Battery-Free Wearable Patch Can Help Monitor Health

Wireless patch
Photo: Jeonghyun Kim/AAAS

A battery-free electronic patch that sticks onto skin like a temporary tattoo can be powered wirelessly by smartphones to help monitor health, researchers say.

A variety of  wearable technology is on the market to monitor life signs, but these mostly possess hard components that have to be strapped onto the body. Scientists have been developing stretchable electronics that can fit better onto people, but these were limited by the size and weight of their batteries.

Now researchers have developed a stretchable, wearable ultra-thin device that can not only wireless transmit health data, but also is wirelessly powered via near-field communication transmissions. Smartphones, tablets and other consumer electronics use near-field communications with the Apple Pay and Android Pay wireless payment schemes.

The battery-free nature of this patch makes it five to 10 times thinner than comparable gadgets, says study leader John Rogers, a materials scientist at the University of Illinois at Urbana-Champaign.

"It is quite easy to build soft, skin-mountable devices that can capture significant amounts of power wirelessly from external sources," Rogers says.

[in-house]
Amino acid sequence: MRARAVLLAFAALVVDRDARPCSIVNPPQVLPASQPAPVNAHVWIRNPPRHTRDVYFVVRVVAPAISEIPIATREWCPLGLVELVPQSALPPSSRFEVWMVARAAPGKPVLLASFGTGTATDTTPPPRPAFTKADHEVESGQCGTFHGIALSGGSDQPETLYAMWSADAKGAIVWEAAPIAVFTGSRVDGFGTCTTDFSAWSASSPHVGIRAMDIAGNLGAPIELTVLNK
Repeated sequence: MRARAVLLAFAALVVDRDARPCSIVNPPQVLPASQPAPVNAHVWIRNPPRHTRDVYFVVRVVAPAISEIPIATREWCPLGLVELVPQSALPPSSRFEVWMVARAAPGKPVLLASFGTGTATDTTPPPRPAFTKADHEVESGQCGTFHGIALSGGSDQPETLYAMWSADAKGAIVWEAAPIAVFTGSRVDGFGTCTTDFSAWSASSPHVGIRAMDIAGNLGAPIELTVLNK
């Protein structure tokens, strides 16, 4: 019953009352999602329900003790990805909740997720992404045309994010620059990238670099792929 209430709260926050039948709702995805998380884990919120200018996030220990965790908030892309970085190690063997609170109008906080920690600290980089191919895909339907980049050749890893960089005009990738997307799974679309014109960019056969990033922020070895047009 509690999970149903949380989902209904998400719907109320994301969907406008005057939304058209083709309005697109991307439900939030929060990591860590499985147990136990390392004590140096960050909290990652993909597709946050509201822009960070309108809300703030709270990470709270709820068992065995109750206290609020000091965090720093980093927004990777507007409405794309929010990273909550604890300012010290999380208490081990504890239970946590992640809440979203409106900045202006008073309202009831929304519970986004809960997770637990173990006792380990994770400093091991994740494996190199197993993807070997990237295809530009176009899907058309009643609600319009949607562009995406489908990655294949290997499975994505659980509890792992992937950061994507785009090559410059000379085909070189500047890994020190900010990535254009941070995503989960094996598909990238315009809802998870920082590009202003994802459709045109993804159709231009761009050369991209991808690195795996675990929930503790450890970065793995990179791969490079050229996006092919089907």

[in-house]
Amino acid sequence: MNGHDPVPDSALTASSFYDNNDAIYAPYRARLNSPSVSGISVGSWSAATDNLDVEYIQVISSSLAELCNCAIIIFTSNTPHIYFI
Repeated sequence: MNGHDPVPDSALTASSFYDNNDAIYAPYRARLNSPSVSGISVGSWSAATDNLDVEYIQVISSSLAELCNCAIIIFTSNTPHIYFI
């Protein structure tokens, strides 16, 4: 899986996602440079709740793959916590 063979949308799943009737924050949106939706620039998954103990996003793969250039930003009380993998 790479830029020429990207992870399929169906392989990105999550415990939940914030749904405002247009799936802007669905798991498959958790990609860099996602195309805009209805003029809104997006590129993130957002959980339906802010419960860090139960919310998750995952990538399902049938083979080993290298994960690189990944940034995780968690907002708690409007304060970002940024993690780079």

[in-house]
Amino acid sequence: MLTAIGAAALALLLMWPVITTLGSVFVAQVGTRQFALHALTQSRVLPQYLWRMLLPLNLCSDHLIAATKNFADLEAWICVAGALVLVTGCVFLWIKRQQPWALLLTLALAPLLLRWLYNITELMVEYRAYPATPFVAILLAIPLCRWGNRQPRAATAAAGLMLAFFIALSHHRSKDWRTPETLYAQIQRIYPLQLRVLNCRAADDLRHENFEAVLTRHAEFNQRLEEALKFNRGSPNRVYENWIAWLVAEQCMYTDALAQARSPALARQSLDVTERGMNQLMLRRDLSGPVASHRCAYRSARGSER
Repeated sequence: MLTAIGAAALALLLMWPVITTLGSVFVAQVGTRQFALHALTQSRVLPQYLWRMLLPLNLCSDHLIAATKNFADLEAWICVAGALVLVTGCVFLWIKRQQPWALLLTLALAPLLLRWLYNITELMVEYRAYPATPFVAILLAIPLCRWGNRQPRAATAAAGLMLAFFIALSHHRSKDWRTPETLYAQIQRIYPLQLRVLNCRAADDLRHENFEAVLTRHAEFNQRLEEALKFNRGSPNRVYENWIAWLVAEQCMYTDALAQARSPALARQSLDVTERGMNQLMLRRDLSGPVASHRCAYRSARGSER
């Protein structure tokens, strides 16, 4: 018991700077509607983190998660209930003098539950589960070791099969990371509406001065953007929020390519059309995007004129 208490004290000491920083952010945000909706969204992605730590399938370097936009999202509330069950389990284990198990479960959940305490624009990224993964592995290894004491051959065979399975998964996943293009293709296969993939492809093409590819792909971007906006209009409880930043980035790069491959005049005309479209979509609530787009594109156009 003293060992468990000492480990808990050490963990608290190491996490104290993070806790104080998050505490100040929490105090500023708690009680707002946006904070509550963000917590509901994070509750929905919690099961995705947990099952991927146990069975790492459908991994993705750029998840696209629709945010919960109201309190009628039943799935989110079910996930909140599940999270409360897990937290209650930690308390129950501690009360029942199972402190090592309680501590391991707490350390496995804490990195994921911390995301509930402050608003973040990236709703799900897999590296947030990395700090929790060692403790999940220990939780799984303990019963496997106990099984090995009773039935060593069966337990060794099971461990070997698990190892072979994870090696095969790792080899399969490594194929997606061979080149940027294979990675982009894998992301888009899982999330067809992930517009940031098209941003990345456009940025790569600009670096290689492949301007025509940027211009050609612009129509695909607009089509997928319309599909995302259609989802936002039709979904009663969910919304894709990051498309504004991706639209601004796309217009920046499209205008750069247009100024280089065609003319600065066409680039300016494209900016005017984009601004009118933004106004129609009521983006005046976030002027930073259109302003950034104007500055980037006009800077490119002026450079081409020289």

Once wirelessly powered, the device's LEDs illuminate the skin. Some of the light is absorbed, while the reflected light gets picked up by the patch’s light sensors. The device then wirelessly transmits data to an external device. An ultraviolet-sensitive material embedded in the patch can also measure ultraviolet ray exposure, and an embedded heat sensor can help measure skin temperature.

In experiments with a small group of volunteers, the scientists found they could use the device to monitor heart rate, blood oxygen level, skin temperature, ultraviolet radiation exposure, and changes in skin color. Heart rate, blood oxygen level, and skin temperature are well-known signs of fitness; ultraviolet radiation exposure can indicate risk of sunburn, while skin color changes are useful for detecting diseases such as jaundice.

"We believe that these systems represent the next generation of wearable technology, where thin, skin-like devices can interface with the body to provide clinically relevant data on health status," Rogers says.

The range at which these devices can be powered by a smartphone "is a couple of centimeters," Rogers says. "With long-range readers, the range is up to about 1 meter. When mounted under a mattress, such a system could provide coverage across a hospital bed, for instance."

The scientists are now testing these devices on hospital patients in sleep studies. They are also building a much broader array of sensors into these platforms, Rogers says.

The scientists detailed their findings online August 3 in the journal Science Advances.

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